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Religions 2018, 9(11), 369; https://doi.org/10.3390/rel9110369
A Critical Evaluation of Religious Education in Korea
Department of Religious Studies, Sogang University, Seoul 04107, Korea
Received: 29 September 2018 / Accepted: 15 November 2018 / Published: 18 November 2018
This essay will discuss the general orientation of Korean religious education and some of the problematic issues that are related to its position within the current Korean educational systems. It will focus especially on four critical aspects pertaining to religious education as found today in the Republic of Korea (we will not consider the situation of religious education in North Korea because it is so difficult to get accurate information). The first section will begin to identify the contemporary ‘communicational dilemma’ of religious education in Korea and its roots in the lack of a proper understanding of religious education from a non-confessional academic perspective. The second section will place the problem in the context of Korean religious demography as it pertains to the necessity of religious education and the conventional image of religious education within schools. The third section will enumerate a number of critical issues and analyze their impact on the direction of religious education policy since the establishment of the government’s equalization educational policy in 1969. The fourth section will critically examine a number of constitutional issues as they bear on the question of where compulsion exists in current religious education.
Keywords:religious education; equalization policy; confessional perspective; non-confessional perspective; religion and state; religion and constitution; religion and human rights; teaching rights of religion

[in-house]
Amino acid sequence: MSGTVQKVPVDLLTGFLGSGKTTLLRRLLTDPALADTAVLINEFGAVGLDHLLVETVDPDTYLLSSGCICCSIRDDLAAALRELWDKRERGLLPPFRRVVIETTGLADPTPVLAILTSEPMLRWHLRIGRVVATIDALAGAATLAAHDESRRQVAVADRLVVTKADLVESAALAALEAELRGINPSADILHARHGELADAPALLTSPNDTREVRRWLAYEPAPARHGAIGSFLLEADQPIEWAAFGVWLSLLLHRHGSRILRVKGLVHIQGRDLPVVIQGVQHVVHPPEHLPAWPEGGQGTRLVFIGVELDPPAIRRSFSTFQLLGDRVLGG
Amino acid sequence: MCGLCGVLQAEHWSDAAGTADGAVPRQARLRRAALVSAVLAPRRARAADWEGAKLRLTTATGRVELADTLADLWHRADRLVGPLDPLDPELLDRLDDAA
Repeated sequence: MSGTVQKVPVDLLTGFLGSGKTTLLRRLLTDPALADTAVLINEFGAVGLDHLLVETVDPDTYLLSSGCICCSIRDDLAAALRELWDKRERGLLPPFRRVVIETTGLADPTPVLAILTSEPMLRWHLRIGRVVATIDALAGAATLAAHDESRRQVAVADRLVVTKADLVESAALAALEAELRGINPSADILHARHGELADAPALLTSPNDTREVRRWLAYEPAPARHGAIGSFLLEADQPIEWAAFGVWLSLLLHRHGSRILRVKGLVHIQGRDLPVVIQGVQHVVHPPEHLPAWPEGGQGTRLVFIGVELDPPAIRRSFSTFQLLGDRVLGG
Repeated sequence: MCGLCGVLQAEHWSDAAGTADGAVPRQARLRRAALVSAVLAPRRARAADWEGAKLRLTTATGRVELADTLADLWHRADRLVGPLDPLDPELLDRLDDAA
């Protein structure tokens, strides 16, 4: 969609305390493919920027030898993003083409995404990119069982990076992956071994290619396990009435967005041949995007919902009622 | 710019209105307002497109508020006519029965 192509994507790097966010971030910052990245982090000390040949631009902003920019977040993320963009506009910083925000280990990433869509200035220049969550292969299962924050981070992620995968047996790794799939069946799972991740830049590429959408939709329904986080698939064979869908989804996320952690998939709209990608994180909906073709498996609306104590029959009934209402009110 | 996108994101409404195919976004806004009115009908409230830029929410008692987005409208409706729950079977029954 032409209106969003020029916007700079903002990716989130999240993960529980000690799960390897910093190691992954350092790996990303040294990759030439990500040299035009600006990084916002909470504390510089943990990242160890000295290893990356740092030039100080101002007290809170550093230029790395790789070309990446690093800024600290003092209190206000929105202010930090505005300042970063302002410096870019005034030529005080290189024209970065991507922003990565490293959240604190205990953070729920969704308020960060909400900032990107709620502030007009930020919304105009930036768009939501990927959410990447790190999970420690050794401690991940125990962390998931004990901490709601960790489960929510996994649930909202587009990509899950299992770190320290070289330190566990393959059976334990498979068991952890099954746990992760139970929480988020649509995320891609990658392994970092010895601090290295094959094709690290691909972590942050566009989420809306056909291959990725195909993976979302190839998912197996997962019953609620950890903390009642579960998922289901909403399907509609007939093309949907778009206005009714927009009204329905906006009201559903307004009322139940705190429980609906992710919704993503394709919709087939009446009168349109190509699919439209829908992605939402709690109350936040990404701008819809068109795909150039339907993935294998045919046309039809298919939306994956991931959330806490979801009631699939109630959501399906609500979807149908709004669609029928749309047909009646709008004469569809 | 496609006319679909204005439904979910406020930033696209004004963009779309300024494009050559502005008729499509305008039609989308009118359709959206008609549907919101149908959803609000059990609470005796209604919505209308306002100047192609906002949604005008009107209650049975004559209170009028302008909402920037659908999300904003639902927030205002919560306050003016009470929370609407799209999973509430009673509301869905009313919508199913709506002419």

1. The Communicational Dilemma of Korean Religious Education
In Korea, full-fledged modern religious education (RE) programs, as we find these in Europe and North America, have yet to be fully developed, despite the fact that Koreans have been teaching about religions in schools for quite a long time. The problem is rooted in a misunderstanding of the concept of religious education in Korean society, which can be seen in how institutional changes have been mandated by the Korean government since 1969, with the implementation of a policy that has been known as the equalization education policy of 1969.
Initially, the concept and application of RE began in mission schools as well as other schools that have a religious foundation. Because of the misunderstanding of the term ‘religious education’ and its popular understanding that is linked with mission or religiously oriented schools, Korean public schools have not willingly initiated RE curriculum. Many stakeholders in schools and also many scholars in the pedagogical field have confused the present orientation of current RE with a “membership” kind of education that belongs to the mission or the beliefs of a particular religion. This confessional model of RE continues to be apparent not only in Buddhist and Christian mission schools but also in some schools that belong to New Religious Movements. In each case, the format or mode of implementation has been framed to strengthen and to communicate the beliefs and practices of a particular religious identity. This interpretation of RE is problematic and it betrays the fundamental value of religious freedom in the Korean constitution. For people in general, it suggests a biased image with respect to RE. Moreover, this image has served to simplify and to reduce the complex dynamic meaning that is found in the Korean constitution as it touches on the separation of religion and state. The situation of a flight from a proper, non-confessional understanding of RE has been misused by various political interest groups to propagate themselves or criticize rival groups with different religious/non-religious backgrounds.